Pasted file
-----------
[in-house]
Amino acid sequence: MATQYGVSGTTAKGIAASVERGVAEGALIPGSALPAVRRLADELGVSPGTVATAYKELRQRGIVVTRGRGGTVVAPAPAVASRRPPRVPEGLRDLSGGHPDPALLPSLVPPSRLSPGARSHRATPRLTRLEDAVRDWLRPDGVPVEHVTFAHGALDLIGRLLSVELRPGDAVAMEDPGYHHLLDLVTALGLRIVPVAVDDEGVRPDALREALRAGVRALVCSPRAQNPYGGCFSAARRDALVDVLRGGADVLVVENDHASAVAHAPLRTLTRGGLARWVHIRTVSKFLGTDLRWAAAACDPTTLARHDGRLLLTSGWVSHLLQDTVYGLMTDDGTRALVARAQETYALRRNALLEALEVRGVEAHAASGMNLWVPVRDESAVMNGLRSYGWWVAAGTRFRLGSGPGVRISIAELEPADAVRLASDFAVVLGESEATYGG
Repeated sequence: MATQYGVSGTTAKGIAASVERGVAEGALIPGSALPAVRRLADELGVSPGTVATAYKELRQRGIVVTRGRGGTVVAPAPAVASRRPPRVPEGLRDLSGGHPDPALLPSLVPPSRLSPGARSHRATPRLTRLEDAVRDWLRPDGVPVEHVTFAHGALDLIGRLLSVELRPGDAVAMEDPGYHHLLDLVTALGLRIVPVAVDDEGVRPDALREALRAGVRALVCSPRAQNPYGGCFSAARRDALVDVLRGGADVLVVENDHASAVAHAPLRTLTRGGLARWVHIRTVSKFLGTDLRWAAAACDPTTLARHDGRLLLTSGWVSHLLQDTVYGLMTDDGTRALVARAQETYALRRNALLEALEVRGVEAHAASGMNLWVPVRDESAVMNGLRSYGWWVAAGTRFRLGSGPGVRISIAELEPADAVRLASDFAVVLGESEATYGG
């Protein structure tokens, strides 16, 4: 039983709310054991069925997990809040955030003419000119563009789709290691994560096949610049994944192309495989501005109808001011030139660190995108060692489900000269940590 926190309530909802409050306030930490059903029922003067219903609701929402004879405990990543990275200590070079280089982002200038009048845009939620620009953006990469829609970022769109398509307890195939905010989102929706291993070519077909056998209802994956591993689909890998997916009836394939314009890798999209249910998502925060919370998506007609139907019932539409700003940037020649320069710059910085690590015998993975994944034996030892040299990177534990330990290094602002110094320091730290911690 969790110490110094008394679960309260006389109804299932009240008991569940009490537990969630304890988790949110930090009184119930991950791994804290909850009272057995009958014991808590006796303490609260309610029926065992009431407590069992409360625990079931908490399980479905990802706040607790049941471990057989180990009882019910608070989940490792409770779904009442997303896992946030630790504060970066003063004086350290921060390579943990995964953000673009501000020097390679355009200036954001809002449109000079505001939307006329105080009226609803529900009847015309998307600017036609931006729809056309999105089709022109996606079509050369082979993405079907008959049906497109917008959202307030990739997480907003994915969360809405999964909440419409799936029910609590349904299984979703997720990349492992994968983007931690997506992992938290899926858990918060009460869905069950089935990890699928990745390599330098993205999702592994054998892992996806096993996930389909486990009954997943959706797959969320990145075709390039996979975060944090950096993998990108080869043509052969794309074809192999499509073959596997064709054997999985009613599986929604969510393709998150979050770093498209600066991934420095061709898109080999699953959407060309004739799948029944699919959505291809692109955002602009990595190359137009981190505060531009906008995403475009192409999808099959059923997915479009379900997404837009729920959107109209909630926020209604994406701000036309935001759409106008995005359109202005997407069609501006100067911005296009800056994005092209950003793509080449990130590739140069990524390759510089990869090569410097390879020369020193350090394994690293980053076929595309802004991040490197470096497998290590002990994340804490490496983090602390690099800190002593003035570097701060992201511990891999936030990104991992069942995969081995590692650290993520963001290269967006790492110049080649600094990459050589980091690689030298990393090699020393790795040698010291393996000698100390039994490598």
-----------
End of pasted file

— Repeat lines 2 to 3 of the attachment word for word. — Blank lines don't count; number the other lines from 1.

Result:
Amino acid sequence: MATQYGVSGTTAKGIAASVERGVAEGALIPGSALPAVRRLADELGVSPGTVATAYKELRQRGIVVTRGRGGTVVAPAPAVASRRPPRVPEGLRDLSGGHPDPALLPSLVPPSRLSPGARSHRATPRLTRLEDAVRDWLRPDGVPVEHVTFAHGALDLIGRLLSVELRPGDAVAMEDPGYHHLLDLVTALGLRIVPVAVDDEGVRPDALREALRAGVRALVCSPRAQNPYGGCFSAARRDALVDVLRGGADVLVVENDHASAVAHAPLRTLTRGGLARWVHIRTVSKFLGTDLRWAAAACDPTTLARHDGRLLLTSGWVSHLLQDTVYGLMTDDGTRALVARAQETYALRRNALLEALEVRGVEAHAASGMNLWVPVRDESAVMNGLRSYGWWVAAGTRFRLGSGPGVRISIAELEPADAVRLASDFAVVLGESEATYGG
Repeated sequence: MATQYGVSGTTAKGIAASVERGVAEGALIPGSALPAVRRLADELGVSPGTVATAYKELRQRGIVVTRGRGGTVVAPAPAVASRRPPRVPEGLRDLSGGHPDPALLPSLVPPSRLSPGARSHRATPRLTRLEDAVRDWLRPDGVPVEHVTFAHGALDLIGRLLSVELRPGDAVAMEDPGYHHLLDLVTALGLRIVPVAVDDEGVRPDALREALRAGVRALVCSPRAQNPYGGCFSAARRDALVDVLRGGADVLVVENDHASAVAHAPLRTLTRGGLARWVHIRTVSKFLGTDLRWAAAACDPTTLARHDGRLLLTSGWVSHLLQDTVYGLMTDDGTRALVARAQETYALRRNALLEALEVRGVEAHAASGMNLWVPVRDESAVMNGLRSYGWWVAAGTRFRLGSGPGVRISIAELEPADAVRLASDFAVVLGESEATYGG